Despite its faults, Canada’s health care system remains better than America’s

David vs. David

With the recent approval of "Obamacare" in its entirety by the U.S Supreme Court, extending coverage to more than 30 million Americans, the differences between the Canadian and American health care systems are again in focus.

Universal medicare is seen as one of Canada's most important national institutions, which respects the equality of every Canadian for health purposes.

America until now has handled the health needs of its citizens very differently. For example, a physician friend of mine moved to the northeast of the United States several years ago and began a family practice. Having to treat patients according to widely differing health insurance coverages, rather than their diagnosed needs, troubled her so much that she returned to Canada. A study some years ago indicated that the administrative costs of private health care spending in the U.S. represented virtually a third of all such spending, compared to 16.7 percent in Canada.

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Respect for our health system should not blind Canadians to problems, including availability of services, long waiting times for specialist and emergency care, and shortages of nurses and physicians in many regions of the country.

Consider what happened recently to a 63-year-old widow, who was taken because of very high blood pressure by ambulance to the emergency admitting room of a large hospital in a Canadian city. She reached the emergency admitting about 1 a.m. and was seen by a physician after approximately a two-hour wait. He took her blood pressure, but gave no other tests and told her she should contact her own physician. She replied that she had no personal doctor and lived alone, but he sent her home at about 6 a.m. with no treatment. Understandably, she was unimpressed and worried. Similar experiences probably occur in other communities across Canada.

In 2005, the market-oriented Fraser Institute concluded that Canadians spend more on health care than any other advanced industrial democracy in the Organization for Economic Co-operation and Development (OECD) with publicly funded and universal access, except Ireland and Switzerland. Most of the countries studied charge user fees for access to hospitals, general practitioners, or specialists. Ranked against other OECD members, Canada was only 16th in healthy life expectancy, 21st in infant mortality, 24th in doctors/1000 population and 17th in MRI and CT machines per million population. Despite our level of public and private spending on health care, we are clearly not a world leader in health care.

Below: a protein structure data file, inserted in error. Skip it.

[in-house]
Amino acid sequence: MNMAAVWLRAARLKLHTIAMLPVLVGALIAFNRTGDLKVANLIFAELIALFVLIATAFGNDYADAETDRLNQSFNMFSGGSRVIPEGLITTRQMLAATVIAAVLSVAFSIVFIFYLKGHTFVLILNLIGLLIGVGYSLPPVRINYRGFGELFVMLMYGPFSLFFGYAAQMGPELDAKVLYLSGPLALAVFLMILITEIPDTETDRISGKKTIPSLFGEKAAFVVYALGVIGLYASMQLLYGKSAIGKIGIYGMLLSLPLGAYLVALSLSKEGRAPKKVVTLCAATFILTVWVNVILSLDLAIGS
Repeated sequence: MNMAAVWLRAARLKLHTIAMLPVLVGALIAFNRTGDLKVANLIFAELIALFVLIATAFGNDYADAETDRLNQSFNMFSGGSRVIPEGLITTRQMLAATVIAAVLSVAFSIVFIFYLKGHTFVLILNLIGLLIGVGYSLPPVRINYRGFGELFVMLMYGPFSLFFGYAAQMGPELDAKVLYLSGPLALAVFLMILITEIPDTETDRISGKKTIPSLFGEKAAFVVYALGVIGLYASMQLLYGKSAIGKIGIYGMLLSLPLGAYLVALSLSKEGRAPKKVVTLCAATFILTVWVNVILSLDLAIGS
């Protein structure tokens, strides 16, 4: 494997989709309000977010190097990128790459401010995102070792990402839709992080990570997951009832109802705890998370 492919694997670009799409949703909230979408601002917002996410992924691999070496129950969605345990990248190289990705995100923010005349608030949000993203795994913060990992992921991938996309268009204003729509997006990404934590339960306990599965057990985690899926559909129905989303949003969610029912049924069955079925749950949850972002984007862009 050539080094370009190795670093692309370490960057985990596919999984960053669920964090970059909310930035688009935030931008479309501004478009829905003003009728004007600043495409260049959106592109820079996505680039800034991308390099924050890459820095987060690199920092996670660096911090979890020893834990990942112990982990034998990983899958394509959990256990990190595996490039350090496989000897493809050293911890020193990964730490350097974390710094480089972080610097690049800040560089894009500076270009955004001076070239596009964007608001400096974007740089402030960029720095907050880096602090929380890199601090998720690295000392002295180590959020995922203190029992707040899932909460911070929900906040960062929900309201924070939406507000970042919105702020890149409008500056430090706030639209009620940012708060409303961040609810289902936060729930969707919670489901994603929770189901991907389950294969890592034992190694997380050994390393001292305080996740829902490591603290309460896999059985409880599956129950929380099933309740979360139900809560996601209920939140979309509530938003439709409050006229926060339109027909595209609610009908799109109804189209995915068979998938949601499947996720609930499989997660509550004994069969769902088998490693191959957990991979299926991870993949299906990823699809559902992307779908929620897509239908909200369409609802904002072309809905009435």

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Widespread behaviour modification, which would include reducing smoking, losing weight, more exercise at all ages, minimizing drug/alcohol abuse, avoiding risky sexual behaviour, would foster a healthier Canada. Most of us would live longer — and live better.

Dr. Jeff Turnbull, Past-President of the Canadian Medical Association, notes that  about $5,200 per Canadian is now being spent on health care yearly. A major need, aside from more effective illness prevention measures, he says, is to "drain the swamps" through investments in effective social services. He mentions, for example, that about 900,000 Canadians, many of them children and adolescents, now visit food banks monthly, and that about one in 15 Canadians are homeless or living in substandard housing. He rightly concludes, " … the poor pay for their poverty with their health."

Rob Rainer, Executive Director of Canada Without Poverty, adds tellingly that there is now a 21-year difference today in the life expectancies of residents of, for example, Hamilton's wealthiest and poorest communities. The gap between rich and poor Canadians is much greater now than years ago — and growing.

Senators Wilbert Keon and Michael Kirby, both health care experts, have correctly asserted that governments should not be able to legislate themselves a monopoly over health care and then fail to "deliver timely access to necessary care." Among their suggestions to improve service is that medical professions everywhere should provide services through multi-disciplined clinics.

The family clinic I attend sees patients until almost midnight. On a recent visit, the medical staff listened carefully, gave good advice with a caring approach and provided all the time needed to every patient. This is health care that many Canadians can only dream about; it demonstrates again that the attitude of individual physicians and nurses, whether in clinics or hospitals, makes all the difference.